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Recovery of plant diversity in restored semi-natural pastures depends on adjacent land use
Stockholm University, Faculty of Science, Department of Physical Geography and Quaternary Geology.
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Number of Authors: 5
2015 (English)In: Applied Vegetation Science, ISSN 1402-2001, E-ISSN 1654-109X, Vol. 18, no 3, 413-422 p.Article in journal (Refereed) Published
Abstract [en]

Questions - Does restoration success of formerly abandoned semi-natural pastures depend on adjacent land use? Is species richness higher in restored pastures adjacent to an intact semi-natural pasture than in restored pastures adjacent to arable land? Does community similarity between a restored and an adjacent intact pasture decrease with distance from the border between the two pastures? Do differences in species richness and community similarity decrease over time?

Location - Agricultural landscapes in south-central Sweden.

Methods - The plant community in previously abandoned but now restored semi-natural pastures was surveyed along a distance gradient from the border between the restored pastures and adjacent fields towards the centre of the pastures. The restored pastures were located adjacent to either a crop field (N=8) or a continuously grazed pasture (N=6), and differed in time since restoration (1-13yr).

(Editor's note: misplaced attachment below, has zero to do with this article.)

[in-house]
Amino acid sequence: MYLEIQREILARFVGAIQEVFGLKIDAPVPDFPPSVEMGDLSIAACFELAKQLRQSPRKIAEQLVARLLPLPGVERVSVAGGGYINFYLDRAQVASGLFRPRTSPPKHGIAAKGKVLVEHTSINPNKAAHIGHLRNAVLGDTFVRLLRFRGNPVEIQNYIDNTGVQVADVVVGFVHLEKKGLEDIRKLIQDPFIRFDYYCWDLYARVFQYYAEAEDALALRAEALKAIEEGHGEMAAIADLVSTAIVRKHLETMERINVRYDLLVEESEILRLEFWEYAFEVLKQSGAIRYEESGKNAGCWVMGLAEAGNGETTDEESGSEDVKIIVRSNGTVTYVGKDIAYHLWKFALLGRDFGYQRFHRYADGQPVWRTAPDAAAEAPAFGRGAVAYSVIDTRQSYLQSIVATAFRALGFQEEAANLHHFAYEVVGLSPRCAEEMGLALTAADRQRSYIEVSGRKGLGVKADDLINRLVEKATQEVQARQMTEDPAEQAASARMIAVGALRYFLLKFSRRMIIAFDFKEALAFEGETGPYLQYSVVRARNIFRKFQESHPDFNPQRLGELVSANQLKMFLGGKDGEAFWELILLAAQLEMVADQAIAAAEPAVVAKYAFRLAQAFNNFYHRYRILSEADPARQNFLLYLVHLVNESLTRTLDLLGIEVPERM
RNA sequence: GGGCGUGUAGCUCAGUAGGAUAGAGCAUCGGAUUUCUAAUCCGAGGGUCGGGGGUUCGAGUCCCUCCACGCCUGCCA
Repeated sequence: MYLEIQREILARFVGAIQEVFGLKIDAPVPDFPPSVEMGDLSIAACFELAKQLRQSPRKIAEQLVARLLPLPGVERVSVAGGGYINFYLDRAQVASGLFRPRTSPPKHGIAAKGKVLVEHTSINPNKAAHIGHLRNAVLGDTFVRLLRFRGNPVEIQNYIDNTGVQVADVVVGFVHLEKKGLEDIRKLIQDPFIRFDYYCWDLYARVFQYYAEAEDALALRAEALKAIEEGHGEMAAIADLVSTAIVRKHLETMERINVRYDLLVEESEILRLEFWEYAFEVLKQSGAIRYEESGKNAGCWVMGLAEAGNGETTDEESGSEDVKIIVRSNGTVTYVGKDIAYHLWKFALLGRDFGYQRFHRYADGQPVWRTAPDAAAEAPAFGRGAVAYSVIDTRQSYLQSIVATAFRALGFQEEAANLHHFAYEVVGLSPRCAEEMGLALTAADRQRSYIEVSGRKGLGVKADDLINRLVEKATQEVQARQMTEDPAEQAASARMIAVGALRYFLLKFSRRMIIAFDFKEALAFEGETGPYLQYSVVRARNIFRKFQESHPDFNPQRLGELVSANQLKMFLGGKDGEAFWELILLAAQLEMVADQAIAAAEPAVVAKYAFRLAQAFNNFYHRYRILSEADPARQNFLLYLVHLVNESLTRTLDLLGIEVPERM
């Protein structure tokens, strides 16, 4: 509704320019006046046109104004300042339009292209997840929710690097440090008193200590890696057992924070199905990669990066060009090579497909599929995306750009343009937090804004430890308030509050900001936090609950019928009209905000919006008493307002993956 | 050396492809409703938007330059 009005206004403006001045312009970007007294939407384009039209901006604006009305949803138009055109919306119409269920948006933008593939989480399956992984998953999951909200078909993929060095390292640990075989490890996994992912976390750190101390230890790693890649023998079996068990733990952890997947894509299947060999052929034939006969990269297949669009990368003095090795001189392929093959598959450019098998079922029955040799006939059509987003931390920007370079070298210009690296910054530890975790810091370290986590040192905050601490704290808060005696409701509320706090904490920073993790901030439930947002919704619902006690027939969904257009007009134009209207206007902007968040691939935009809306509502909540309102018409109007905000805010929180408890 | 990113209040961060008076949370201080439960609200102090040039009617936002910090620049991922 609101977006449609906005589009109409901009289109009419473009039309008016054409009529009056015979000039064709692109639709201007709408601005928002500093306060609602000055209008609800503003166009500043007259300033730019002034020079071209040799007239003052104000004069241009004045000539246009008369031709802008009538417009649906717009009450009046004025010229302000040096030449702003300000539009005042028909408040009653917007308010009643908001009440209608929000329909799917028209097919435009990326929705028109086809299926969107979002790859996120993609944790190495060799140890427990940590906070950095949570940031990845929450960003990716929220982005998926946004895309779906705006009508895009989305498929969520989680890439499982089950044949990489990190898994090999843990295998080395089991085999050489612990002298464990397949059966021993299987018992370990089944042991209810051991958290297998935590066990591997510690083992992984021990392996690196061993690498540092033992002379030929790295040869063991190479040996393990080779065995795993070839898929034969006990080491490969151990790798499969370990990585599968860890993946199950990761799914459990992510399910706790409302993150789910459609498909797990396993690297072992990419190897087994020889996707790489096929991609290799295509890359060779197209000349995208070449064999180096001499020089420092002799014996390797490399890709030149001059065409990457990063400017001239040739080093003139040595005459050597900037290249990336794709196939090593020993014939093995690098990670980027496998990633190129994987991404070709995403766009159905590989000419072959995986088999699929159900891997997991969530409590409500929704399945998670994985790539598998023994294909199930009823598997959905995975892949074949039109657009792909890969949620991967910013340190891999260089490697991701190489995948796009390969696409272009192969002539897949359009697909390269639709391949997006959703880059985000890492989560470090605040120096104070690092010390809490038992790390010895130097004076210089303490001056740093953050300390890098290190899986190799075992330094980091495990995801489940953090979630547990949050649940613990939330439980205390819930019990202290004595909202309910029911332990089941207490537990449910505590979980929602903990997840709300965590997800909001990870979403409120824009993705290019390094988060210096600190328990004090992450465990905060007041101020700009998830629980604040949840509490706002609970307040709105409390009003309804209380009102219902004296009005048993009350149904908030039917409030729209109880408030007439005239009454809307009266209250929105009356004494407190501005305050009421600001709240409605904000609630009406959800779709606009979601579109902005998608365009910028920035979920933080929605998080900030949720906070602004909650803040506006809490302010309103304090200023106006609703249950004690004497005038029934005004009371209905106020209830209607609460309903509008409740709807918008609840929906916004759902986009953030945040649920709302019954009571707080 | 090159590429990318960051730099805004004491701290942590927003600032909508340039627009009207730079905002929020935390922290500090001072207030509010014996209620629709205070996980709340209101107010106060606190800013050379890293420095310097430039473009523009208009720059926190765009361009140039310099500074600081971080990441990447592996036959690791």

Results - The total species richness was higher in pastures adjoining continuously grazed pastures compared to crop fields. Richness of both total and specialist species increased with time since restoration. Irrespective of adjacent land use, richness of specialist species decreased with increasing distance from the edge, an effect that became weaker with increasing time since restoration. The similarity in species composition compared to that in adjacent continuously grazed pasture also decreased towards the centre of the restored pasture.

Conclusions - Our results suggest that restoration of biodiversity in semi-natural pastures benefits from adjacent pastures that can act as source habitats. The most likely mechanism is step-wise short-distance dispersal, but also other processes, such as more long-distance dispersal, seed bank dynamics and historical legacies are probably involved. To best succeed in habitat restoration in fragmented landscapes, the spatial location of source populations must be considered.

Place, publisher, year, edition, pages
2015. Vol. 18, no 3, 413-422 p.
Keyword [en]
Abandonment, Colonization, Community composition, Habitat fragmentation, Habitat restoration, Isolation, Semi-natural grassland
National Category
Biological Sciences Agricultural Science, Forestry and Fisheries
URN: urn:nbn:se:su:diva-118931DOI: 10.1111/avsc.12157ISI: 000356007400007OAI: diva2:843002
Available from: 2015-07-24 Created: 2015-07-21 Last updated: 2015-07-24Bibliographically approved

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Lindborg, Regina
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